The rise of tablet gaming

Tablet gaming could be a huge market, disrupting traditional game hardware markets.

With more than 25 million units sold, the iPad has become much larger than a number of other historic game platforms (the Sega Dreamcast sold about 8 million units). As such, it’s helping Apple to swing developers back into its fold, according to a recent survey by Flurry. Android tablets are expected to catch on at some point as well.

“I think this is going to be incredibly disruptive,” said Giancarlo Mori, chief creative officer at mobile game publisher Glu Mobile, speaking on a panel at VentureBeat’s GamesBeat 2011 conference last week. “It’s fueled by the desire to have your gaming device with you at all times.”

In our panel on the Rise of Tablet Games (moderated by George Jones of Tab Times), Julian Farrior (pictured), CEO of Backflip Studios, which has sold more than 100 million mobile games, said that current mobile games sell about 10 times more on the iPhone than they do on the iPad. Still, he is “extremely bullish” because the iPad has higher average revenue per user (ARPU), higher advertising revenue, and a longer duration of game play. Backflip’s Army of Darkness Defense tablet game has a 42 percent higher ARPU with iPad users than iPhone users.

“I love where these trends are going,” he said. “The duration of play is 32 percent to 36 percent longer. If the trends continue, they could be as important as my iPhone game business.”

The iPad has a big screen and decent screen resolution to support cool games such as Chair Entertainment’s Infinity Blade (pictured right) a fantasy combat game that uses the high-quality graphics of the Unreal Engine from Epic Games. Farrior said his company isn’t making iPad-only games yet, mainly since it is easy to make a game that runs both on the iPhone and iPad. Nor has Backflip made any games to run only on Android tablets.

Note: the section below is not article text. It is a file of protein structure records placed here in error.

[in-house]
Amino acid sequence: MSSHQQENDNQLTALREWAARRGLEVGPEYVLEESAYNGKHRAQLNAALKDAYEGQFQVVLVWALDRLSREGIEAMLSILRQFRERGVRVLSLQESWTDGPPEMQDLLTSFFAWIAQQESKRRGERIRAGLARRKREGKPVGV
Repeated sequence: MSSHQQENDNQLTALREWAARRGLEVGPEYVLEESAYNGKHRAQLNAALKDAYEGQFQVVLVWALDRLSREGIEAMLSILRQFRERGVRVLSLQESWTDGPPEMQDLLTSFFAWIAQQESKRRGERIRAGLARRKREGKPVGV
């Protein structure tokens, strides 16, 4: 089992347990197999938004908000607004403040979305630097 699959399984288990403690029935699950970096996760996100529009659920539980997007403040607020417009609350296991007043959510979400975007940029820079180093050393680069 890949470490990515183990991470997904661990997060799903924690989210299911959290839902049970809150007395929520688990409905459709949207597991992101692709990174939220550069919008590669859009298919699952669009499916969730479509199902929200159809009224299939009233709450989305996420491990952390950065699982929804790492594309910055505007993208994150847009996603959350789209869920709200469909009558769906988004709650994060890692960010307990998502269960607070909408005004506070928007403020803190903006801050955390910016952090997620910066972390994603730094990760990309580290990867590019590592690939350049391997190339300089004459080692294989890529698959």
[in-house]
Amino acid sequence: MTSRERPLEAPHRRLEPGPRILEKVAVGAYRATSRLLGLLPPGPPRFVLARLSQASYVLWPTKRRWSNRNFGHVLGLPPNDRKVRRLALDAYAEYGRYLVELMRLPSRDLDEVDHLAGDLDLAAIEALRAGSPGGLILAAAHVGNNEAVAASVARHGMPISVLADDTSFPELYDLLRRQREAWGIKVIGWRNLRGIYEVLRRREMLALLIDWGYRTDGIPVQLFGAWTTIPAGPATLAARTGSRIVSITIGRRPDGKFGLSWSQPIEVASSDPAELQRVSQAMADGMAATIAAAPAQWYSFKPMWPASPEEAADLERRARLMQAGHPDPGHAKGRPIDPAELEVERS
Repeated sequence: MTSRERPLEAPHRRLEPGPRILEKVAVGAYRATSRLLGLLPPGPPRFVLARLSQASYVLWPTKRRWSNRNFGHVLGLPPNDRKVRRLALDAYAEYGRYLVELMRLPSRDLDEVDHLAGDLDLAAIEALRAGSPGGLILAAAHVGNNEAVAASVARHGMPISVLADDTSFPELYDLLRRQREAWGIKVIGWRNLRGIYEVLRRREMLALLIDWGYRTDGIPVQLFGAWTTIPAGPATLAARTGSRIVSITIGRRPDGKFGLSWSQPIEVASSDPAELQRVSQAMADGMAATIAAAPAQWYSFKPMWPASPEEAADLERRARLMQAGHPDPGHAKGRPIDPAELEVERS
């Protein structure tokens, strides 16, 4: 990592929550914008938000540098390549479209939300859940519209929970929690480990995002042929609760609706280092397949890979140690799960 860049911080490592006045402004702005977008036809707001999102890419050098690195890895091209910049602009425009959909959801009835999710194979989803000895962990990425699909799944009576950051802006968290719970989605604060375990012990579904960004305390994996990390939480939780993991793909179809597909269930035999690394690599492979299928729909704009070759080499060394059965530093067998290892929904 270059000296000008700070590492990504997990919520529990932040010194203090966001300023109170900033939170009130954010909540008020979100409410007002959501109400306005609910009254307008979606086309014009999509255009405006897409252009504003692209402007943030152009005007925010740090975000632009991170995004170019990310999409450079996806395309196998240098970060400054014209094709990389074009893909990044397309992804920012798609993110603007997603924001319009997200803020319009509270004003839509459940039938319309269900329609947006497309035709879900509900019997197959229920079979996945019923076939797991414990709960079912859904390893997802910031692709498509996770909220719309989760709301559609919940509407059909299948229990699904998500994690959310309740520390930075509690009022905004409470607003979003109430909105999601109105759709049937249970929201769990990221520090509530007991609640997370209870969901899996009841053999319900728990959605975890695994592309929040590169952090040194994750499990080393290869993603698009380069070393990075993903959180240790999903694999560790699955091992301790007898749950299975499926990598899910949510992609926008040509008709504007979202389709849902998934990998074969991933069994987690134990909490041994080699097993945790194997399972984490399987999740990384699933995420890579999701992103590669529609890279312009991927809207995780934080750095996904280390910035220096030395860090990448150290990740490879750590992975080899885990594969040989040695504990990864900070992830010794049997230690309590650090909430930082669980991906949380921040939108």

But the technology trends are obvious, now that Apple has produced the iPad and the iPad 2. He agreed the tablets will be like consoles in two years and laptops in five years. Every year, the tablet technology will get exponentially better, Mori said.

That is forcing game developers to step up their game quality. Developers have to pour a lot more money into art resources to take advantage of the device’s better screen resolution, Farrior said. Farrior predicts that high-quality web games, such as League of Legends from Riot Games, will likely be adapted to run on tablets in the not-so-distant future.

Baudouin Corman, vice president of publishing in the Americas at Gameloft, said Gameloft has more than 20 games on the iPad and is equally bullish about it. Sales per device are much higher on the iPad. Both family-oriented and hardcore games are selling well on the iPad, he said.

Mori at Glu Mobile, said there are more mass market gamers on the iPhone and more hardcore gamers and early adopters on the iPad. Every game Glu publishes for the iPad is tuned specifically for that platform. Mori said gamers play the iPad games for a longer period of time too. Strategically, Glu is focused on making use of the iPad’s high-quality specifications for graphics and speed. He thinks busy users like himself play more games now than they ever did because the device is so easily accessible; it can turn on with the tap of a button and launch games immediately.

For Android tablets, Mori said there isn’t a huge difference in the type of player compared to the iPad.

At some point, more players will enter the market. Hewlett-Packard has launched its webOS-based tablet, and players such as Intel and Microsoft are likely to make their own bids to create new tablets as well.

“If it’s not in the market yet and doesn’t have significant market share, it’s not top of mind,” Farrior said.

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